Nestled in the Tennessee River Valley, the city of Decatur boasts a rich and colorful history.
Originally a river crossing for settlers west of the Appalachian Mountains, the town became known as Decatur on June 16, 1820. A few years later, in 1826, the Alabama Legislature incorporated the City of Decatur. Settlers were drawn to the community at this time by its fertile river valley soil and relatively easy river access to other cities.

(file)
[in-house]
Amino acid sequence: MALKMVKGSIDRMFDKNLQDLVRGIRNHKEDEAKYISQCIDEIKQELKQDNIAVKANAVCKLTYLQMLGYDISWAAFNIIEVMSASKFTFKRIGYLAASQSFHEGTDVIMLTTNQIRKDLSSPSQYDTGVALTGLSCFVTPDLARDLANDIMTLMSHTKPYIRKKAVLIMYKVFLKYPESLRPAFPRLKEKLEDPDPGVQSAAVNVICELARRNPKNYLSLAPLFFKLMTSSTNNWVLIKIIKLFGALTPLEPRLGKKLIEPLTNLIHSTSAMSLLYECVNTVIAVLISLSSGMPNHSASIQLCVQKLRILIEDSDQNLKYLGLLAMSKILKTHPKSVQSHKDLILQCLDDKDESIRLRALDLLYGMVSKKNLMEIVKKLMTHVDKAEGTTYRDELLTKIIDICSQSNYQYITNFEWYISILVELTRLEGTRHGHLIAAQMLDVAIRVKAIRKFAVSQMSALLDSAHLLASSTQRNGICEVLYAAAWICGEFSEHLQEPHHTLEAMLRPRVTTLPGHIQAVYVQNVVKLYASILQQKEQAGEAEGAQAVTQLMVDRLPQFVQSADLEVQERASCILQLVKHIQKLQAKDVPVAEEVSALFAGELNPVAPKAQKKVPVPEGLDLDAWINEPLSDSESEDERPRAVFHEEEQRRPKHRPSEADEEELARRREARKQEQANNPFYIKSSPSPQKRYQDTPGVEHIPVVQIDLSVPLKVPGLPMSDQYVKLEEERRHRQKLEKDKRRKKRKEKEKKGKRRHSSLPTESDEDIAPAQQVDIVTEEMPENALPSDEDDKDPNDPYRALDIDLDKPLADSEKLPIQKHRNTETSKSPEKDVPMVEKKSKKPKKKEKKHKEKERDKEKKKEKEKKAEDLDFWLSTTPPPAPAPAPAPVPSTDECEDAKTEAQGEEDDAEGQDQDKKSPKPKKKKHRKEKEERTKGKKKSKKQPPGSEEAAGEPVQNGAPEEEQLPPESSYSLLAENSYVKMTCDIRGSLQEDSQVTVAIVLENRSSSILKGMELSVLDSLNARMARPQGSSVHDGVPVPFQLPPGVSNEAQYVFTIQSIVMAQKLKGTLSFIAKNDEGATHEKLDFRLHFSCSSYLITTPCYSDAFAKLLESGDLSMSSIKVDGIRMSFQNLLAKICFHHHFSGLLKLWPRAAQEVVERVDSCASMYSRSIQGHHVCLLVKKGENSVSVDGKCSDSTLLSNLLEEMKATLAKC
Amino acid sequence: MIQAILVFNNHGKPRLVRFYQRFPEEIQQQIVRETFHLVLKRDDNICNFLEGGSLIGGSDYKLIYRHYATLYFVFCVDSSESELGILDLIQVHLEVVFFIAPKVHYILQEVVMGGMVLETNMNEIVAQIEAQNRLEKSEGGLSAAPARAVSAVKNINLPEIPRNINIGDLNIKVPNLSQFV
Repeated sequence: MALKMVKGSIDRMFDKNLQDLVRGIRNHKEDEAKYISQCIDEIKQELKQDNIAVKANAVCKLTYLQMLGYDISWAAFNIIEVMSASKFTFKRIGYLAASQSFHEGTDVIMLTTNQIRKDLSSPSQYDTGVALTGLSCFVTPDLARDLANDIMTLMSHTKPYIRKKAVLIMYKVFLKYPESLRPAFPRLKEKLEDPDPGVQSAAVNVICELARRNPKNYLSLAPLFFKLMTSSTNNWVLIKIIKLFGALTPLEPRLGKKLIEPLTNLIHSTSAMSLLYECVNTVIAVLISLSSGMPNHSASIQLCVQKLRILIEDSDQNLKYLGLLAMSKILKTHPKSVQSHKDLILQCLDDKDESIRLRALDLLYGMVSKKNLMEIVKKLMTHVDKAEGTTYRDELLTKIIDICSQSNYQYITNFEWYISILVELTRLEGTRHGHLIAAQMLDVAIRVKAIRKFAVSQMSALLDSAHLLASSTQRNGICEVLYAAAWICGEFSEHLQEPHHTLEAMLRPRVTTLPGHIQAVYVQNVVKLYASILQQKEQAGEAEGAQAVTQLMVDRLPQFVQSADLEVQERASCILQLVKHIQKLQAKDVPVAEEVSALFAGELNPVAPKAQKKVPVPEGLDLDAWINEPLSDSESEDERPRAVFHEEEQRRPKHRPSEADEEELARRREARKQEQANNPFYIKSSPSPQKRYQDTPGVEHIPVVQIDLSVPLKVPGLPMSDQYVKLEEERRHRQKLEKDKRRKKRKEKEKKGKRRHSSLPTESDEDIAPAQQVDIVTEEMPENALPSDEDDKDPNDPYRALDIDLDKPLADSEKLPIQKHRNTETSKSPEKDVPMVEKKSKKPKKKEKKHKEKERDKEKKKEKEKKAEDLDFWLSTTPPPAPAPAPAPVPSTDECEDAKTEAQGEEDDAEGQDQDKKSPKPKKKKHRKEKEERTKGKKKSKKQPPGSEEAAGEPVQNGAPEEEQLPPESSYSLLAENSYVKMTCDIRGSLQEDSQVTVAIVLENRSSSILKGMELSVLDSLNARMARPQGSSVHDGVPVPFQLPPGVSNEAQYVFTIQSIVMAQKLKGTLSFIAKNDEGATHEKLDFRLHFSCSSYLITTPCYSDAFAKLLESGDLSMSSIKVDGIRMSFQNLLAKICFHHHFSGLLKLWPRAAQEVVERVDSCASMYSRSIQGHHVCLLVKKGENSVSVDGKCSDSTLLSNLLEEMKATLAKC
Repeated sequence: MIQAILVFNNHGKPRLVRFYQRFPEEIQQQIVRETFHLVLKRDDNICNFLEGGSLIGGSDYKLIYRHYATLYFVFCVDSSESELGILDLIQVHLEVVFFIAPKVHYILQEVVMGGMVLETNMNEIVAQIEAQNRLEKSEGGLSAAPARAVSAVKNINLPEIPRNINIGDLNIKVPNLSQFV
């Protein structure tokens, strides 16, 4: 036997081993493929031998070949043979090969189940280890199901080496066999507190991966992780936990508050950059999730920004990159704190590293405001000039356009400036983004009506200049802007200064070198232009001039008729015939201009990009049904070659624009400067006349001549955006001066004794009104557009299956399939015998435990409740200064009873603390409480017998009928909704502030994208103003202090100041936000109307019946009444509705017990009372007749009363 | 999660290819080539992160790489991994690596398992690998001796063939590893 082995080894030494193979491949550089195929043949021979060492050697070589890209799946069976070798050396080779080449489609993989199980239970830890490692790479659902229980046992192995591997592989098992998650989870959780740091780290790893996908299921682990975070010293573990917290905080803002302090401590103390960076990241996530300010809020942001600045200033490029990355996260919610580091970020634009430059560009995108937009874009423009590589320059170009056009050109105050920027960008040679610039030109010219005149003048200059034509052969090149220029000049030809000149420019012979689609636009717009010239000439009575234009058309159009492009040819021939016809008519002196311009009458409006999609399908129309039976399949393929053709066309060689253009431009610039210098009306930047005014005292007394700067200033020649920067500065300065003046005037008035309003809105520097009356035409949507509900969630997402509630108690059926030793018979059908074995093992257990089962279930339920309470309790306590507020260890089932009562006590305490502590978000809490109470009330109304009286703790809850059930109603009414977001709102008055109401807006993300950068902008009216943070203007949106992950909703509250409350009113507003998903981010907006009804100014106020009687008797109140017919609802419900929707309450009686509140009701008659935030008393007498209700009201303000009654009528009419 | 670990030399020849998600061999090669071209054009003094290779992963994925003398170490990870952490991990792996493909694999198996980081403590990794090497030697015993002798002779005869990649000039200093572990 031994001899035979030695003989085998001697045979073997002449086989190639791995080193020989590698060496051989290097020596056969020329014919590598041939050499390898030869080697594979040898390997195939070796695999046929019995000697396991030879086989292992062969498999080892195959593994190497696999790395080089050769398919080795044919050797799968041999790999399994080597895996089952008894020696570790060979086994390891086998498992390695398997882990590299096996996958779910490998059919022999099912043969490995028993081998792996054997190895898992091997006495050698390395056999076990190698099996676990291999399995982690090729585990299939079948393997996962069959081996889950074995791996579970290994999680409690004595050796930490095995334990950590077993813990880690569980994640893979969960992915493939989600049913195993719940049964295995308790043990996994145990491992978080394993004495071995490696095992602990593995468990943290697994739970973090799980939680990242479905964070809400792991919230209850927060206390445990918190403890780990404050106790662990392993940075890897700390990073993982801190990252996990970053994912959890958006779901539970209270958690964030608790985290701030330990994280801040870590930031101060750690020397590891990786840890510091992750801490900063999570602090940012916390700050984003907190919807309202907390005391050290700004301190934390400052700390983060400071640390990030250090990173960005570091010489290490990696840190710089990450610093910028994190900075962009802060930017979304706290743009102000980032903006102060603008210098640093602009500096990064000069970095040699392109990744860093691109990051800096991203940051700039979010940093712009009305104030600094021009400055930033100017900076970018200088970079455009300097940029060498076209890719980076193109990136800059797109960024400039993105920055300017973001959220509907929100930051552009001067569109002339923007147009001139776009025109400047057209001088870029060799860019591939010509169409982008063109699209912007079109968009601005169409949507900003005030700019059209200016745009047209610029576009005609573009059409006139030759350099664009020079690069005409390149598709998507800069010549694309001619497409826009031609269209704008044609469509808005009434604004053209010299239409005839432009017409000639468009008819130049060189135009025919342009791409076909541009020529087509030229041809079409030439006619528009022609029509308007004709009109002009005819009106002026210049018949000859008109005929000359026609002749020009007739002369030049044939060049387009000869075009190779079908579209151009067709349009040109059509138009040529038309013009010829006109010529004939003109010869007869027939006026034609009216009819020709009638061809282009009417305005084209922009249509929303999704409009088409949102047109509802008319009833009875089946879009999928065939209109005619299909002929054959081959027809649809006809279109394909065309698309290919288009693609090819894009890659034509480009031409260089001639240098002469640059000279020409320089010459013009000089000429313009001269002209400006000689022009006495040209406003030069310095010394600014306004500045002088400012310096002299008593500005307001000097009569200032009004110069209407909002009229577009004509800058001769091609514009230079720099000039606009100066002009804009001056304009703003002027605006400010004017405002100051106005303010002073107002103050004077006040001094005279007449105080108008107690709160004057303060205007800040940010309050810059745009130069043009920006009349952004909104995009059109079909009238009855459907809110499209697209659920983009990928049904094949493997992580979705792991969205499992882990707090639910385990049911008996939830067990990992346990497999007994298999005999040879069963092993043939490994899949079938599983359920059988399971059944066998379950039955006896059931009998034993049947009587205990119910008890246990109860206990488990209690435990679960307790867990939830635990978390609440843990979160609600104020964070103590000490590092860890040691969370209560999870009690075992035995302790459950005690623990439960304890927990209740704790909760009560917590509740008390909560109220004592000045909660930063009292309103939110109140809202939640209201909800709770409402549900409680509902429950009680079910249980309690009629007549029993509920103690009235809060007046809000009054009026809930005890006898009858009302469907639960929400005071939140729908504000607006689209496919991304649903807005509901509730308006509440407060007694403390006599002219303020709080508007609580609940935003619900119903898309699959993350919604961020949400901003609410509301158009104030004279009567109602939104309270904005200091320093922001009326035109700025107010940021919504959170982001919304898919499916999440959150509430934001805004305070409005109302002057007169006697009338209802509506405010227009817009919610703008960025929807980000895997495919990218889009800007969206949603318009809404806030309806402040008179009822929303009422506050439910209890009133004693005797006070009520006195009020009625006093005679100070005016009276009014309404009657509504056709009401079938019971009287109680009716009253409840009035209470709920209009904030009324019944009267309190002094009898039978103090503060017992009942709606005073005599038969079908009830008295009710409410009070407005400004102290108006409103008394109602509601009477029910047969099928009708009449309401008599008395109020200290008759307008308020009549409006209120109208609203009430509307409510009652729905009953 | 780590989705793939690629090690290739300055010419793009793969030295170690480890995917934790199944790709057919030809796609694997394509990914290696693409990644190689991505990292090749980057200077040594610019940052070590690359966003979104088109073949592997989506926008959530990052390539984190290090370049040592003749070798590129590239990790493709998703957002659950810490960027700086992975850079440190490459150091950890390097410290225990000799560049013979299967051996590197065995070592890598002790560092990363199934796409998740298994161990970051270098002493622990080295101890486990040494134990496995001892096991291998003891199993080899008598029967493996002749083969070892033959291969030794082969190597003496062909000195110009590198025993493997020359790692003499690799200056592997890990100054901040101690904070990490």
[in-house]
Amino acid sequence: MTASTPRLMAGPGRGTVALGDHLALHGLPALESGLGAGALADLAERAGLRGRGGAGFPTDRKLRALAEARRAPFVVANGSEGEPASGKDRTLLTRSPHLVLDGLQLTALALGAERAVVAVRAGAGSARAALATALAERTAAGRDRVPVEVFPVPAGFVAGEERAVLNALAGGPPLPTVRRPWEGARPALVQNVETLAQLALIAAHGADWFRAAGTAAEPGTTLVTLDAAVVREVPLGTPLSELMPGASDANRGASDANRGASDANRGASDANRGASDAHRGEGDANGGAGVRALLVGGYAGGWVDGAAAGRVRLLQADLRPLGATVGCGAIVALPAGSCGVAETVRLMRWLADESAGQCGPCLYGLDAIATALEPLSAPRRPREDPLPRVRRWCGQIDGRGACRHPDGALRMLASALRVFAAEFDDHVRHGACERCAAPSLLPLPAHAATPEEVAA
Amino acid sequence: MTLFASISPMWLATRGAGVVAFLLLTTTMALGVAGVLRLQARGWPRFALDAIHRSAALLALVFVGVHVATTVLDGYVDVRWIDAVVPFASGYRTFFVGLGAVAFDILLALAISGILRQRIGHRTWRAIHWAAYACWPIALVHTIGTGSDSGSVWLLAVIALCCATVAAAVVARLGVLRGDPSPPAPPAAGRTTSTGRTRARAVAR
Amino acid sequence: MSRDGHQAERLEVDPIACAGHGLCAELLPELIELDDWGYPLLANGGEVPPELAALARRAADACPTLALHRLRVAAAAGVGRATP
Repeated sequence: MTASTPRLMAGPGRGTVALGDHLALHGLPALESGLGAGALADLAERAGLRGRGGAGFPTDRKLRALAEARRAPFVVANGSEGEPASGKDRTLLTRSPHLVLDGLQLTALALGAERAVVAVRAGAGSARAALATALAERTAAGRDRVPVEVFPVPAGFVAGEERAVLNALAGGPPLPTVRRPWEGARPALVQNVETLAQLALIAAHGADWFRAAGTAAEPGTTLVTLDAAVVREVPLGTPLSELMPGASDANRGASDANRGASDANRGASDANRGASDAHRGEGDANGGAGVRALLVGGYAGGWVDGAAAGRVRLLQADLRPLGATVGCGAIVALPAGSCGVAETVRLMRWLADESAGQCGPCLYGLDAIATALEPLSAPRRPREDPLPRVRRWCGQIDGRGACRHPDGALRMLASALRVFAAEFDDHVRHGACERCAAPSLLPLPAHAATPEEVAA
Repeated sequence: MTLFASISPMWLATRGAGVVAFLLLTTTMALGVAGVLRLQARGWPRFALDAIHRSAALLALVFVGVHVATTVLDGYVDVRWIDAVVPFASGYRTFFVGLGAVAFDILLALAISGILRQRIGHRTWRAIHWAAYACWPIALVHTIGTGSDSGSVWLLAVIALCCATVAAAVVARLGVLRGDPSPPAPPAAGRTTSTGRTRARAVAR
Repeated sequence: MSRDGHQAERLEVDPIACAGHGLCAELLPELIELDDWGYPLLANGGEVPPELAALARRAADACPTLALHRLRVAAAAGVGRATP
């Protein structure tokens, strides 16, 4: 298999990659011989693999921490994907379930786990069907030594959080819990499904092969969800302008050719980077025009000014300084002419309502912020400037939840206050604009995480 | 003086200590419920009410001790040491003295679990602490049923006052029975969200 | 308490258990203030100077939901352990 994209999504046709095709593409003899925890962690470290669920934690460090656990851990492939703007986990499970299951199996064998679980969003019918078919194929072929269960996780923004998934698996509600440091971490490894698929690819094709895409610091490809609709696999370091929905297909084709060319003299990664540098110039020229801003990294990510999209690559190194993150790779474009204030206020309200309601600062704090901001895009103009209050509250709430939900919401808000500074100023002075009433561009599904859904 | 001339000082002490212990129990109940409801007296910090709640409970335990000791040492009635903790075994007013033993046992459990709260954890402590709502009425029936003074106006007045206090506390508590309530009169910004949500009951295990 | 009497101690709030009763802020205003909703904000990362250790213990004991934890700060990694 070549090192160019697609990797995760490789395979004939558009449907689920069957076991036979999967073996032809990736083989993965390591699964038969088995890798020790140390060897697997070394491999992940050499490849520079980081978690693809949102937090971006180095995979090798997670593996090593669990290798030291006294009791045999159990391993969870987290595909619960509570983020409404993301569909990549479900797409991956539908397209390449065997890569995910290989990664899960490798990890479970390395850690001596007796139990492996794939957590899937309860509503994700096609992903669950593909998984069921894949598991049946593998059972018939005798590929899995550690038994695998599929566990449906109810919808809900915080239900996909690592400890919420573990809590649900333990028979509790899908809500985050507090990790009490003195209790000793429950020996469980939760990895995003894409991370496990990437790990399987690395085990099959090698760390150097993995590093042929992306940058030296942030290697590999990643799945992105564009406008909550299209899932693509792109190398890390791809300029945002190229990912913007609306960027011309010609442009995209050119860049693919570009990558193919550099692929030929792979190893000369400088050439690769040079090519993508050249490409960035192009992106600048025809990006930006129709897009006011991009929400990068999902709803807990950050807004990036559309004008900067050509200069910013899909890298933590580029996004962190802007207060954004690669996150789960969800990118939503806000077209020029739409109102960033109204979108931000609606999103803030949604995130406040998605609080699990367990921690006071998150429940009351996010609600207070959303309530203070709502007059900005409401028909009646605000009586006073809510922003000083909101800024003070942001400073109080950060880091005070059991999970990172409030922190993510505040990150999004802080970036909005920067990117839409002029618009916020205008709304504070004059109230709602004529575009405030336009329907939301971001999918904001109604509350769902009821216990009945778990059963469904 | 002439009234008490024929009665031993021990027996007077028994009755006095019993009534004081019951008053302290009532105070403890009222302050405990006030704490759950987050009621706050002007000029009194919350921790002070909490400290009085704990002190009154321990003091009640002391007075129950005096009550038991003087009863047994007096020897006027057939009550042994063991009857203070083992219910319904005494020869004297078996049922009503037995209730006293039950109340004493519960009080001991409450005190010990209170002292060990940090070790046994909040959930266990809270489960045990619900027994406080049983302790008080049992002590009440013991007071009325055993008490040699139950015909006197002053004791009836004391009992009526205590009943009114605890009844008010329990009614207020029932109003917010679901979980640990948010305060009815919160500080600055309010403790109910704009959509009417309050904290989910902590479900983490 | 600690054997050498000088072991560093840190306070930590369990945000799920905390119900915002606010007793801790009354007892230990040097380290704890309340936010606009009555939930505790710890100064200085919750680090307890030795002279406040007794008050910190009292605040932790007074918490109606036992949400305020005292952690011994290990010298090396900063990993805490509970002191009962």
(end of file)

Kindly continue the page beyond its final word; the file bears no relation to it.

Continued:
The year 1836 would prove to be a turning point in Decatur’s history, since at that time it was chosen to become the eastern terminus of the first railroad line west of the Appalachian Mountains. This new outlet provided a boost to the city’s economy and a rapid growth in population ensued. With two major outlets for industry – the Tennessee River and the Tuscumbia, Courtland and Decatur Railroad – Decatur became an important industrial hub in Alabama. This increased industry brought with it the need for new business, including a branch of the State Bank of Alabama, which opened its doors in 1833. Although the bank would be closed in 1842, the building in which it was housed still stands today.